Hartley Magazine

All the latest news, hints, tips and advice from our experts

Why garden pests aren’t really pests.

We need to rethink our stance on greenfly, aphids, slugs and snails, says Jean Vernon


Everything in nature is interconnected, pretty much every single creature has a role to play and a vital place in the food chain. It’s like a baton being passed from runner to runner in the Olympic relay race, but the chain is far more complicated and runs in every direction, crosses over and even goes backwards and up and down. When the baton is dropped there’s a huge ongoing effect, like a pebble dropping into a pool and creating ripples. Nature is complicated, intricate and so very, very precious and while we will never understand its true complexity we need to try. Gardeners are so well placed to make huge changes to the natural balance. We have been brainwashed into thinking that the little bugs that attack our plants are the enemy, instead of looking closely, admiring their incredible survival skills and the role that they play in the ecosystem. Everything is a meal for something. If you don’t want slugs and snails eating your plants then don’t grow slug and snail food. Simple.

Be proactive

JMV-Ladybird eat aphids.

When there’s something munching your seedlings or eating your prized plants it can be hard to stand back and let it happen. Instead, be proactive and vigilant. The best way to keep your tender and very delicious shoots (to slugs and snails) safe is to keep them out of harm’s way. You can do that by raising your seedlings inside your greenhouse and protecting them with barriers to stop hungry gastropods from reaching them. Plant everything in succession so if you have a crop failure of any sort you haven’t lost everything. Learn what attracts slugs and snails, use decoys to distract them like lettuce leaves and check regularly for any invaders. Collect them up and add them to the compost system, they will be happy in there and can continue recycling your organic waste. Not all slugs eat our plants, many are detrivores eating the garden detritus and helping turn it into plant food and soil conditioner.

Do night time checks in the garden and greenhouse. Arm yourself with a head torch and check under and around any susceptible plants. Check your slug and snail barriers and see where they are breached by leaves and stems of plants.

Snail magic

MRM- Snail.

We need to fall in love with snails. They are the most incredible creatures. And they are the favourite food of our song thrushes. These magnificent birds are now on the Red danger list, which loosely translates to – they are in big trouble. That breaks my heart because I know that the root of their demise lies firmly at our door, i.e., humans. As gardeners we really can make a different and if you only change one habit or one thing in your garden, make that change to dump the poisons. You will be taking action to keep not only your garden healthy but your family too, especially if you harvest things to eat from your plot.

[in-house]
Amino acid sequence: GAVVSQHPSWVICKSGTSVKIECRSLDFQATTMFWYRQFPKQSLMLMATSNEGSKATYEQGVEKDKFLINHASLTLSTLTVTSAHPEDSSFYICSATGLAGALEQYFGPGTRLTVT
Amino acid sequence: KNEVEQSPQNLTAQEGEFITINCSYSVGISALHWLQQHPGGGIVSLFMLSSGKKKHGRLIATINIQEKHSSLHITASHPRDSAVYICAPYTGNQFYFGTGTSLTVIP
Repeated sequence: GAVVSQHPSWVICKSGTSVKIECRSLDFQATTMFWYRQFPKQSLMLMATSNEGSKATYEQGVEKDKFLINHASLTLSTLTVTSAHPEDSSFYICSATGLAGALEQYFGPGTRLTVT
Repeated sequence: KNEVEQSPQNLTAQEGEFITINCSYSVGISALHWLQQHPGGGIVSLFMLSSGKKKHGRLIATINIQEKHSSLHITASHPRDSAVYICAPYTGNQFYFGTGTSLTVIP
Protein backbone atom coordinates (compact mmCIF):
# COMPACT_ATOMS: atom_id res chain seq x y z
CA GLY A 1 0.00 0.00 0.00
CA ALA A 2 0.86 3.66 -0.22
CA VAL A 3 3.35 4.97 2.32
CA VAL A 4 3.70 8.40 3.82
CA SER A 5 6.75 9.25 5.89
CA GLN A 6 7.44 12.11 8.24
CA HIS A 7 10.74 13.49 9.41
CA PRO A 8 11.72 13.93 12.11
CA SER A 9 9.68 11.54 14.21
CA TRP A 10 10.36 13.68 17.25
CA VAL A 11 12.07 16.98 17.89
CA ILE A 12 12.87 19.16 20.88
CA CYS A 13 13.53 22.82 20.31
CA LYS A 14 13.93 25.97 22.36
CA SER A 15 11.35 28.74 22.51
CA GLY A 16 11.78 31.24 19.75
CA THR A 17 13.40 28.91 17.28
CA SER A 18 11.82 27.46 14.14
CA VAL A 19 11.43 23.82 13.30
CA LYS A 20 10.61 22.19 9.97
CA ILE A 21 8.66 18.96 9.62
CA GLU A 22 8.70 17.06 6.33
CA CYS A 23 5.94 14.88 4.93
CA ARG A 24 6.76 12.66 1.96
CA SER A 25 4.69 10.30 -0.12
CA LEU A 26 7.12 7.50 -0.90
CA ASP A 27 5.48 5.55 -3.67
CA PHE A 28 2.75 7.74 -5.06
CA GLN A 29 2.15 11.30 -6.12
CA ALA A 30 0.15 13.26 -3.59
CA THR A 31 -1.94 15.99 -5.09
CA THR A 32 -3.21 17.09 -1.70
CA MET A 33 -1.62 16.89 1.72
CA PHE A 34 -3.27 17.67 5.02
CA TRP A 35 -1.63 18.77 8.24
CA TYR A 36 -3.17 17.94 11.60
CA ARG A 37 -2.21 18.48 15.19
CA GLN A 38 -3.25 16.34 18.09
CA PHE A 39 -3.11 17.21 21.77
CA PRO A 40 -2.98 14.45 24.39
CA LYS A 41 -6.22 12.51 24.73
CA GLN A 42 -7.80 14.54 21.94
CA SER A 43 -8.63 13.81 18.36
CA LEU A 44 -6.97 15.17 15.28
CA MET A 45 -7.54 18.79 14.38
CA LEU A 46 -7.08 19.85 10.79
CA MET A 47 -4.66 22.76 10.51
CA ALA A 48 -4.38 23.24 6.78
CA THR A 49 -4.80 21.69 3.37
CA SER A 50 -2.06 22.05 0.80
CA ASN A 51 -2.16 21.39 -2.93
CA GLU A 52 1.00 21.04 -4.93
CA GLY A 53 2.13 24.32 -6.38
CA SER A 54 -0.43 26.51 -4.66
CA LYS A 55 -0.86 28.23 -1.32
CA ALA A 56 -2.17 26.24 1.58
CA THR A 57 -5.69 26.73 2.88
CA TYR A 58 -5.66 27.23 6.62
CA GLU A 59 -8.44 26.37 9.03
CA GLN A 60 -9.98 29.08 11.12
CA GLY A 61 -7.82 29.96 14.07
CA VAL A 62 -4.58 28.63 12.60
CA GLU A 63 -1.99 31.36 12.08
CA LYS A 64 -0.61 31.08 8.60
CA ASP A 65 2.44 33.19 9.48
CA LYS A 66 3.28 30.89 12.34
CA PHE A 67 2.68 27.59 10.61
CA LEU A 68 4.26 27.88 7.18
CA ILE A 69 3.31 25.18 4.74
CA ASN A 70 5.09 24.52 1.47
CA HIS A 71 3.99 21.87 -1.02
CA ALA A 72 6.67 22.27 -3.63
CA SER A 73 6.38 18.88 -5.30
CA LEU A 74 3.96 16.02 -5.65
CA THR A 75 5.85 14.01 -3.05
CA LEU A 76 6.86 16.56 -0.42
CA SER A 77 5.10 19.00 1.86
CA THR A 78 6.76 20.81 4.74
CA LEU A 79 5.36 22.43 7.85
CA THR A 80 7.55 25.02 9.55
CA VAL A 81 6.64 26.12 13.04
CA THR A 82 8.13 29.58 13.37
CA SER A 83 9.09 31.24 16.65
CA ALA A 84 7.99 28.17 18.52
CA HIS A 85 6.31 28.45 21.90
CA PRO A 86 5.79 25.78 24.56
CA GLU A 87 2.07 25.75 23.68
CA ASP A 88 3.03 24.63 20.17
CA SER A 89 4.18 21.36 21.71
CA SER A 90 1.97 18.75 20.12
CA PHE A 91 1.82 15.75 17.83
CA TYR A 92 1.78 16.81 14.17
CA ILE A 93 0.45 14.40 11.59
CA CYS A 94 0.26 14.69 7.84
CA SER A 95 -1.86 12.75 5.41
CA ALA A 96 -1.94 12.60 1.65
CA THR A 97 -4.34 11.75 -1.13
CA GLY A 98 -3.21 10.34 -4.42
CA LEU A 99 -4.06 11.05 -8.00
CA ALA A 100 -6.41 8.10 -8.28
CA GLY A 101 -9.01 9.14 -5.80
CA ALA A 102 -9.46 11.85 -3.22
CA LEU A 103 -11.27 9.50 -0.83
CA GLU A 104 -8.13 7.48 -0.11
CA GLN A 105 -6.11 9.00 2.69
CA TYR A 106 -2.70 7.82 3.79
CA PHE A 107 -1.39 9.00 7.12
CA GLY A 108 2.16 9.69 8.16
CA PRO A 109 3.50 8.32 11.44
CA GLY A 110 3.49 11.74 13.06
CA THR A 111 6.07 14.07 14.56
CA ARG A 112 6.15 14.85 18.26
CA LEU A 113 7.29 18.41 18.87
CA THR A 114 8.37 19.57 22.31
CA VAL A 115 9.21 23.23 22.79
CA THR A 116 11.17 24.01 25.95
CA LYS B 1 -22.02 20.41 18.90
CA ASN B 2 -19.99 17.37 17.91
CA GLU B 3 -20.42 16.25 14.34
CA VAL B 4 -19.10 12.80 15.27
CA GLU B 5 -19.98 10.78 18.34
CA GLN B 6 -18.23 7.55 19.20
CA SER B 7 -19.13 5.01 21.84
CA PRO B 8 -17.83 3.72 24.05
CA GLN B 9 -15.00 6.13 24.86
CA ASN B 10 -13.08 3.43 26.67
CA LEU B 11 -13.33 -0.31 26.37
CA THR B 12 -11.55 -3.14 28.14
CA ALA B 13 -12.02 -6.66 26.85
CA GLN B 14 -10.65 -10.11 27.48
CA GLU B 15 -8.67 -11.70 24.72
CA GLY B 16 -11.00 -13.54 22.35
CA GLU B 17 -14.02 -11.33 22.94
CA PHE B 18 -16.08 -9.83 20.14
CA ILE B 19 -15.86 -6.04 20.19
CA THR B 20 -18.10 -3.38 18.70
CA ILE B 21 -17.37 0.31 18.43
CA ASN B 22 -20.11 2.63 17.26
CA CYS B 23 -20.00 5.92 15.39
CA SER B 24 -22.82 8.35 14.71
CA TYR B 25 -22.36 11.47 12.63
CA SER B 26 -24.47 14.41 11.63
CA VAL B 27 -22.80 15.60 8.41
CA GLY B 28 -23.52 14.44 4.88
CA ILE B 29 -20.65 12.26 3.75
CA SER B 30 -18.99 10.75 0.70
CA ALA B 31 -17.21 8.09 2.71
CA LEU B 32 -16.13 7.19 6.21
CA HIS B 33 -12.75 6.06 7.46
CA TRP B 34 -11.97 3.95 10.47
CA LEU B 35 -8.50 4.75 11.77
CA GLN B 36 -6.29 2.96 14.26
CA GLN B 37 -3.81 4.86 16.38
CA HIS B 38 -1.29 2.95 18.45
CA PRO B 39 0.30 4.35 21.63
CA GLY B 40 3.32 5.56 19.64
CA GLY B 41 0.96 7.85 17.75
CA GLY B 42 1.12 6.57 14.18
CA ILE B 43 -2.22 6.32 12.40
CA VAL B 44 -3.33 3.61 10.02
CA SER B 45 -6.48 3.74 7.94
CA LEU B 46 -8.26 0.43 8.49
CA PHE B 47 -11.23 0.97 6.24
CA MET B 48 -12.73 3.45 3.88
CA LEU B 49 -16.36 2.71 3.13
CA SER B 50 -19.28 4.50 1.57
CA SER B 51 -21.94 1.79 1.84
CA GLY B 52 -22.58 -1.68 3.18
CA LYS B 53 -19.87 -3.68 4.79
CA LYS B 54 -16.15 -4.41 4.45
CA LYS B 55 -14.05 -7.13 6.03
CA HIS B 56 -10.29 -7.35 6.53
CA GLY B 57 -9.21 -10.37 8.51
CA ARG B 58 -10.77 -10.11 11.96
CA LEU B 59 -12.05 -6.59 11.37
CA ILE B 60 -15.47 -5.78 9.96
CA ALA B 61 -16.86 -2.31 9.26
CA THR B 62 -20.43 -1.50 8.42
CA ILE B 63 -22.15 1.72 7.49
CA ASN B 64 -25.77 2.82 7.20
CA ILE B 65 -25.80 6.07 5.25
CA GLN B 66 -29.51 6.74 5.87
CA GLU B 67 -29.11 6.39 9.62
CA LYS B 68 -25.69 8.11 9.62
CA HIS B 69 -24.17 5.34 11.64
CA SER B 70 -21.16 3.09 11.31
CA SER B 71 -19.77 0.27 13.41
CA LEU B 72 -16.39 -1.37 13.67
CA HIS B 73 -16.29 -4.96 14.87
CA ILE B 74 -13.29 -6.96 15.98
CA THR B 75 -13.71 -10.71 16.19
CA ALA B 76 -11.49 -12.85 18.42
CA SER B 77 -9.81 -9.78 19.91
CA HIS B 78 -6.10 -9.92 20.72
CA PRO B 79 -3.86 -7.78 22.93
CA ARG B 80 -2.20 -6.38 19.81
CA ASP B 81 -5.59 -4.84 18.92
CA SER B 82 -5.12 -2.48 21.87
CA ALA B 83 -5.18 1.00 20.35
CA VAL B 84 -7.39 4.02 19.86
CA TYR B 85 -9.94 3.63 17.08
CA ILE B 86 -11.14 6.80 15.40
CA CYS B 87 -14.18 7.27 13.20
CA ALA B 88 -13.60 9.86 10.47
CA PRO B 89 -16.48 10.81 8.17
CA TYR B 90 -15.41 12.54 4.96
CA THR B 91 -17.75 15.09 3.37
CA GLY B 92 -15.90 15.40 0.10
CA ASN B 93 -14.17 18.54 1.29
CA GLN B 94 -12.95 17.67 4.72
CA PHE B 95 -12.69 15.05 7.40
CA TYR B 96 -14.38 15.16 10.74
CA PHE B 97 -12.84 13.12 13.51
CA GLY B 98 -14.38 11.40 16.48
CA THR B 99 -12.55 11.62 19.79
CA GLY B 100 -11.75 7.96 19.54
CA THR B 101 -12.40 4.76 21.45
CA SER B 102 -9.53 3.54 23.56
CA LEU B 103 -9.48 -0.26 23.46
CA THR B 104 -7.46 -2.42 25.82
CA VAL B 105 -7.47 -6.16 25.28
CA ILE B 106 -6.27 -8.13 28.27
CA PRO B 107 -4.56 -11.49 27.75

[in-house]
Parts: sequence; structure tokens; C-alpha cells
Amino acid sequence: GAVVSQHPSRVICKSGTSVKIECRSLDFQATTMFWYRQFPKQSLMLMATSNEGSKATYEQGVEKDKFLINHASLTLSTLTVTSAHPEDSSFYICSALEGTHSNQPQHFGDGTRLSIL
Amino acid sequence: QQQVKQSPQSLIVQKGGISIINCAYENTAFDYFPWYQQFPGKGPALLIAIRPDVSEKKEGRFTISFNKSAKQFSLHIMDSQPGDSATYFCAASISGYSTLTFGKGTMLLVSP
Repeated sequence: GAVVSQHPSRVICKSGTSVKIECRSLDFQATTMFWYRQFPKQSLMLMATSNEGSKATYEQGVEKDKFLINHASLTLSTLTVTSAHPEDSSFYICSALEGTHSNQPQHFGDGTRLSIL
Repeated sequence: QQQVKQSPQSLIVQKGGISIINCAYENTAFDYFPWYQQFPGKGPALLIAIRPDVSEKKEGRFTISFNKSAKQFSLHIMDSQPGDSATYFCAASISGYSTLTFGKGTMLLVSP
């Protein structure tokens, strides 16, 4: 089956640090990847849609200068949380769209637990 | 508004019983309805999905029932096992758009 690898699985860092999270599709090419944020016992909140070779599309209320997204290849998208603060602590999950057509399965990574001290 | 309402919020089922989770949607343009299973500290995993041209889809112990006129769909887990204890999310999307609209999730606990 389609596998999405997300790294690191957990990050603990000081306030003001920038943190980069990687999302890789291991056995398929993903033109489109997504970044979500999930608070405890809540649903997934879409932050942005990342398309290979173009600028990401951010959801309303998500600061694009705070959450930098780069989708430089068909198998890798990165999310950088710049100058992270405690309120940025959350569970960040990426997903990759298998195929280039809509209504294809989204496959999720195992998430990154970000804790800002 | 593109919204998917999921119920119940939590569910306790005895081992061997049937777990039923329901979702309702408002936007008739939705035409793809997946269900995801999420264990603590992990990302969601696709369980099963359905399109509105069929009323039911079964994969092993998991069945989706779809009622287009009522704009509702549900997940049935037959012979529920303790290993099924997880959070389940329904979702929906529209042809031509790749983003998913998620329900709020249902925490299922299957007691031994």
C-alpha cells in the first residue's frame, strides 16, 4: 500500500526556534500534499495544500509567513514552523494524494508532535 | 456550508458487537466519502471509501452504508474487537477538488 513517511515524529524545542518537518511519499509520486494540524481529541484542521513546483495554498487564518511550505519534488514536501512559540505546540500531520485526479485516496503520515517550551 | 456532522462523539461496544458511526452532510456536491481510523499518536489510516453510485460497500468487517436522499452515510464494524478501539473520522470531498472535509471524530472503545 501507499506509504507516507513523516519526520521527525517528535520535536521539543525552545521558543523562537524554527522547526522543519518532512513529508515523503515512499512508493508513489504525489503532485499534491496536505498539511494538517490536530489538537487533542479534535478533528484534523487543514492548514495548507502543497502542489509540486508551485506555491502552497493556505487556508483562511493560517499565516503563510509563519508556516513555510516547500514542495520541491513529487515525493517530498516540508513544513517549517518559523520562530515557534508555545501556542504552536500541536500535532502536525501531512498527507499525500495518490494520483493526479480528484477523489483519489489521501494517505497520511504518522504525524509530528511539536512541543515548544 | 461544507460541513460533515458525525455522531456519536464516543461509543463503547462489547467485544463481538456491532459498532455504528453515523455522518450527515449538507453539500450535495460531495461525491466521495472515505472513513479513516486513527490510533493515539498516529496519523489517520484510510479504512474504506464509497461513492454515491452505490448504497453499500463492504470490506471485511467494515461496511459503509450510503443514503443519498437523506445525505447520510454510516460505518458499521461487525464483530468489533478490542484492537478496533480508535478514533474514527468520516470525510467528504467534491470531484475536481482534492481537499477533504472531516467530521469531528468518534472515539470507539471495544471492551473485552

Then just fall in love with snails – please. Not only are they food for wildlife, especially the song thrush, but when their empty shells break down, the calcium is used by other wild birds to lay stronger eggs. But more bizarrely there are three species of solitary bees in the UK that use empty snail shells to make nests to raise their babies. So next time you find an old snail shells full of ‘gunk’ move it to a safe and sheltered place in your garden as it could be a baby bee nursery. These bees do not sting so are safe for pets, children and you!

Feed the pollinators

JMV-Wasp Eryngium.

We are all aware that many pollinators need nectar and pollen to survive. But did you know that some precious pollinators need bugs to complete their lifecycle? The most obvious example is the ladybird. You might not realise it but ladybirds are pollinators too. Adult ladybirds and ladybird larvae need masses of aphids to survive, so if you spray your roses when the aphids arrive you starve the ladybirds. Ladybird females lay their eggs where they know there will be aphids, so that when their larvae hatch, they have a copious source of food. So, that means when you first see aphids in your garden, nature is already preparing to deal with them. You might see beautiful blue tits swooping down and taking them, or just wait a week or two for the ladybird army to arrive.

JMV-Large White Caterpillar.

Then there are the baby butterflies that many regard as a pest. But without the baby stage (otherwise known as caterpillars) you don’t get the beautiful butterflies. Not only that, but the reason that there are often so many caterpillars is because those caterpillars are food for some predatory pollinators like the social wasps and hornets. These maligned creatures are really important in the ecosystem, they collect caterpillars and other things we regard as garden pests and they feed them to their babies. But the birds need the caterpillars too. One bluetit nest needs hundreds of caterpillars every day to feed the developing chicks. So, before you reach for the pesticides – stop and think because you are about to deprive many precious creatures of their food source. You are also breaking the food chain and the knock-on effect will be huge. Step back and live and let live. You will start to see nature embrace your garden and an increase in wildlife too.